All images: Disney+
Turning Red tells a familiar (if you’re not a white male that is indignant about the dearth of white males in the story) tale of parental expectations and the need for love from vulnerable children—well, at least if you live in Singapore. And also if you don’t condemn other culture’s practises as “demonic”, as one New York pastor did. Now that the disclaimers are done, let me reiterate—yes, Turning Red is a familiar story, and resonates with almost everyone I know in real life who has watched it (although, again, disclaimer, this is all anecdotal).
Turning Red is a Pixar animation that revolves around a 13-year-old Chinese Canadian girl, Mei (Rosaline Chiang), and her burgeoning puberty which turns her into a giant red panda whenever her emotions get the best of her. Fortunately, her group of close female friends are there for her, but Mei still has to navigate her own journey as she learns about her lineage. It’s a comedy, and although I am not a girl who can turn into a giant red panda, I liked it.
Mostly, it’s because Mei feels this intense pressure to live up to Ming’s (Sandra Oh), her mother, perfect standards, which, in turn, came about as a result of having to live up to her own mother’s (Mei’s grandmother’s) impossible standards.
And while I could identify with having to live up to the sky-high standards of my parents, it also shed light on the fact that my parents could also have faced impossible standards from my grandparents, and them from my great-grandparents—ad infinitum.
It can be traumatic. Trauma doesn’t always mean that you have to have survived some life-threatening situation. A traumatic event is one that causes physical, emotional, spiritual, or psychological harm. So yes, Ming’s impossible standards (okay, all of our parents’ impossible standards) can be traumatic if one isn’t prepared for it. And at a tender age when one is going through puberty, how can one be prepared for it?
And as Turning Red shows, Ming’s behaviour is a result of experiencing the same thing as a child. In a way, she’s projecting the emotions, or trauma, that she felt onto Mei. And for all we know, Mei’s grandmother could have faced similar pressures from Mei’s great grandmother. In the film, the origin of Mei’s transformation is the result of an ancestor’s wish to have the power to protect her loved ones, which again, is another source of trauma—intentional or not.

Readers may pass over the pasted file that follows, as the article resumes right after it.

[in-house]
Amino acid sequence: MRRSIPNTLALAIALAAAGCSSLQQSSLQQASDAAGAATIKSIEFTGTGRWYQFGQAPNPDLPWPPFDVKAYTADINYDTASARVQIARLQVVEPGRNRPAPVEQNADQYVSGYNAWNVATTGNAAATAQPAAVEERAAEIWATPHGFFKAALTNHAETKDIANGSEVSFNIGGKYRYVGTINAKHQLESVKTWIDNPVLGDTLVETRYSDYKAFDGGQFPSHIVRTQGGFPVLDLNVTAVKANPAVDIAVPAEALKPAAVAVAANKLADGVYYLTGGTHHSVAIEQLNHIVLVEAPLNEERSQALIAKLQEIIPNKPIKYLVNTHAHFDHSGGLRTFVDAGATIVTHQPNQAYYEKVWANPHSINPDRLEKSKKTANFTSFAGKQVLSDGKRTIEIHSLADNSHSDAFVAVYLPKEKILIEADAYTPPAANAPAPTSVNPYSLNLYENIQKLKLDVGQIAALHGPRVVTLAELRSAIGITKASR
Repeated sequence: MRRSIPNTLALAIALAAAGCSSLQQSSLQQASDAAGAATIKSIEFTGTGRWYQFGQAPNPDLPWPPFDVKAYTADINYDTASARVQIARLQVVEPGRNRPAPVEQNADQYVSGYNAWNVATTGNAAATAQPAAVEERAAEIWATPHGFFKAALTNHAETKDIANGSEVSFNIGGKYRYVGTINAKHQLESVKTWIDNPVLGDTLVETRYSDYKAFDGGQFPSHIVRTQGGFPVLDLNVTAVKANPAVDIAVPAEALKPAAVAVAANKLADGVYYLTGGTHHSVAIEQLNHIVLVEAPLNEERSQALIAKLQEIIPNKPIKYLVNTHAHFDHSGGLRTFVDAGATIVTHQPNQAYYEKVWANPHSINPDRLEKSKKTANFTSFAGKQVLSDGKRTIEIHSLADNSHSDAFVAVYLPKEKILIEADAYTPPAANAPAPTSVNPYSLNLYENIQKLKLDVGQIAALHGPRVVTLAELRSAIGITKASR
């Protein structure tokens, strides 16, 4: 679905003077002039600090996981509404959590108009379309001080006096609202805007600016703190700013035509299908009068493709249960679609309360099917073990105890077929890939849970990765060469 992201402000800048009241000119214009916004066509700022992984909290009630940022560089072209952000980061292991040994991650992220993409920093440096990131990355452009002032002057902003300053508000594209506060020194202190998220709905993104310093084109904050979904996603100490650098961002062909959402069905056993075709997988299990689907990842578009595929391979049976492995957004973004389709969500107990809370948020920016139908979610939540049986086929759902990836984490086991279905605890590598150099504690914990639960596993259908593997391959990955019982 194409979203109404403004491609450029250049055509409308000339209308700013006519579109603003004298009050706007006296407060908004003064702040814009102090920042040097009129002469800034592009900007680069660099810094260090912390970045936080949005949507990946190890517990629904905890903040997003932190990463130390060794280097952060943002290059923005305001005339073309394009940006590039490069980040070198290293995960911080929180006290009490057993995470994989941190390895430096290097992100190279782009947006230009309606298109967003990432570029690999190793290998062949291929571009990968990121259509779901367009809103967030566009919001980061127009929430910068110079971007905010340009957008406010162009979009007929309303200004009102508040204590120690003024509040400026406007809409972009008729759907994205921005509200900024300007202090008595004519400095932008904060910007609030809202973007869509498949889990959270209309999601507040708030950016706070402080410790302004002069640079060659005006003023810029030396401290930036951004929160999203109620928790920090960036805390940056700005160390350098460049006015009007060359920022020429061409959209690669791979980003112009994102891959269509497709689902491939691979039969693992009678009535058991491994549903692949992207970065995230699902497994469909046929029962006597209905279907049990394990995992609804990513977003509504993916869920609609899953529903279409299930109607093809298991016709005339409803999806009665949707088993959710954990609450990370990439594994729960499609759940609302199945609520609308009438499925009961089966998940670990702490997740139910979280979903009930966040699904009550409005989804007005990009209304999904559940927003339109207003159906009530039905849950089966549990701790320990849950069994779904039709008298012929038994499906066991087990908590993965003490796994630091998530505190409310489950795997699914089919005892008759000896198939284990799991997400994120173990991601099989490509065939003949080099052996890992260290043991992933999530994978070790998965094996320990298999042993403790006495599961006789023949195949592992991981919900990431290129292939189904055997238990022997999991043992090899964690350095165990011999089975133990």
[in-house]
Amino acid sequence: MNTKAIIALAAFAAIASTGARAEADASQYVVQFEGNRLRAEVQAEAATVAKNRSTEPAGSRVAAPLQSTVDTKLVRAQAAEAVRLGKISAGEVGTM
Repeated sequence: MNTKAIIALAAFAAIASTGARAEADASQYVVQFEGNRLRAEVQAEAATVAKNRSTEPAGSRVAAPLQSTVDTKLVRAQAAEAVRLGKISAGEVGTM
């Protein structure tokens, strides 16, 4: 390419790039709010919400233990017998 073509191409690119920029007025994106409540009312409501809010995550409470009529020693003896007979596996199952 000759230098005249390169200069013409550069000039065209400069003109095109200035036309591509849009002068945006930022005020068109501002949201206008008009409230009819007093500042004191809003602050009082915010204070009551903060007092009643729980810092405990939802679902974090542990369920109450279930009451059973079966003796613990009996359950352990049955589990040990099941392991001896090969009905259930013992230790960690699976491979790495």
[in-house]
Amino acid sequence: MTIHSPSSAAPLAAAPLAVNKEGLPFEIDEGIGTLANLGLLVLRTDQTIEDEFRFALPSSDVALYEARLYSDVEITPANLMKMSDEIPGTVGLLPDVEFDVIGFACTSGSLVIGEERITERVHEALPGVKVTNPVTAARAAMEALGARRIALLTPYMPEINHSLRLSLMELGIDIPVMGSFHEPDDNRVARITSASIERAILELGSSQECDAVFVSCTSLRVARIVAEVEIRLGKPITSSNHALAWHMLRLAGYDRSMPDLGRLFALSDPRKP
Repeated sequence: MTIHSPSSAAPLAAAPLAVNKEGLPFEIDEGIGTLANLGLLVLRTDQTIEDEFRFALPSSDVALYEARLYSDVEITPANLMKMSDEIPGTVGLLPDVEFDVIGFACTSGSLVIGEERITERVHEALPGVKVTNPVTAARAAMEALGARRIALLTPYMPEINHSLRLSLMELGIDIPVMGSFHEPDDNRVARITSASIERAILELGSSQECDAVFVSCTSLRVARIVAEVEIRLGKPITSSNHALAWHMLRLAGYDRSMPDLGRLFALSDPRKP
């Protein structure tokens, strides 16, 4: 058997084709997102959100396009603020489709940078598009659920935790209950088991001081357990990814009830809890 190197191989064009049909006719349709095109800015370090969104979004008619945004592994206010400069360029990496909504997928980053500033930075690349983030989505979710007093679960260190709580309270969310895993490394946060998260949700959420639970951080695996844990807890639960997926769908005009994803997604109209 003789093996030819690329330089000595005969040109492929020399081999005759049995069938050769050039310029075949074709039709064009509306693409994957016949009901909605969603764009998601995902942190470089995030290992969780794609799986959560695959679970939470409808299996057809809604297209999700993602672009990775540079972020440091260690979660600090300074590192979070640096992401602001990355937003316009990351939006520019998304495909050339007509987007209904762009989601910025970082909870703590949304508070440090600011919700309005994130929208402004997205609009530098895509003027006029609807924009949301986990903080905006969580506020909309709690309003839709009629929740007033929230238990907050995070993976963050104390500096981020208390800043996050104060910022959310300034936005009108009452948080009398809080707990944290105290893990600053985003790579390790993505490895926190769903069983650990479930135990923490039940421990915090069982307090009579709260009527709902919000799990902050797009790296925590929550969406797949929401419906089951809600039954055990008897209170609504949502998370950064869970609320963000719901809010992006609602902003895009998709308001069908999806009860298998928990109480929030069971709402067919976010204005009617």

There’s a name for this sort of trauma—intergenerational trauma. And as you can see, it can be borne out of love or a desire to protect the ones you love. But all that suppression can be harmful which is why it’s traumatic. So these mindsets, these attitudes, they get passed from grandparent to parent to child, with nary a single one questioning whether it’s deleterious or not.
So what does Turning Red have to do with Will Smith? His infamous slap of Chris Rock has been dissected and analysed and covered to death on the media—was it real or was it staged? I don’t know Will Smith personally but I’d like to give him the benefit of the doubt, the way I would give a stranger the benefit of the doubt. Plus the number of f-bombs he unleashed isn’t really something you do for primetime television publicity.
Some have pointed out that Smith’s actions could be a result of intergenerational trauma. Still, Violence is violence, no matter what form it takes and Smith’s actions were violent in nature. But when I read about Smith’s childhood, how he saw his father abusing his mother, it struck a chord with me.
I remember being woken up one night when my own mother came running to my room crying that my father had hit her, and that sort of thing is something that you will absolutely never forget. I still have nightmares about it, 30 years later.
I have no children, so thankfully no offspring will bear the brunt of the intergenerational trauma I have faced. But watching Turning Red made me think, for the first time, if my parents could have had a less-than-perfect childhood (my grandparents treated me wonderfully, as all grandparents do, so I extrapolated that treatment to everyone they know). And while I may never know what my parents faced, I am fairly certain they faced something.
So while we’re dissecting Smith’s experience and heaping a lot of blame onto his father, maybe we should take a step back and wonder if his father’s father did the same. That’s how intergenerational trauma works, after all. It’s not an excuse for Smith’s actions, and I feel that whatever happens, he should be held accountable for it. But it’s a step towards understanding how he could be emotionally damaged—in fact, how we could all be emotionally damaged.
And understanding is the first step, no?
So, Mr Smith, I hope you watch Turning Red. I hope that you find the answers that you seek. I hope that you get better. Because it is a good film and it’s about love, which you espouse. But it’s also about intergenerational trauma, and how the best of intentions may sometimes lead us to causing so much harm that we never wanted to.
Mr Smith, please watch Turning Red.
Director: Domee Shi
Writers: Julia Cho and Domee Shi, with story credits for Sarah Streicher
Voice Cast: Rosalie Chiang (Meilin “Mei” Lee), Sandra Oh (Ming Lee), Ava Morse (Miriam Mendelsohn), Maitreyi Ramakrishnan (Priya Mangal), Hyein Park (Abby Park), Orion Lee (Jin Lee), Wai Ching Ho (Wu), and Tristan Allerick Chen (Tyler Nguyen-Baker).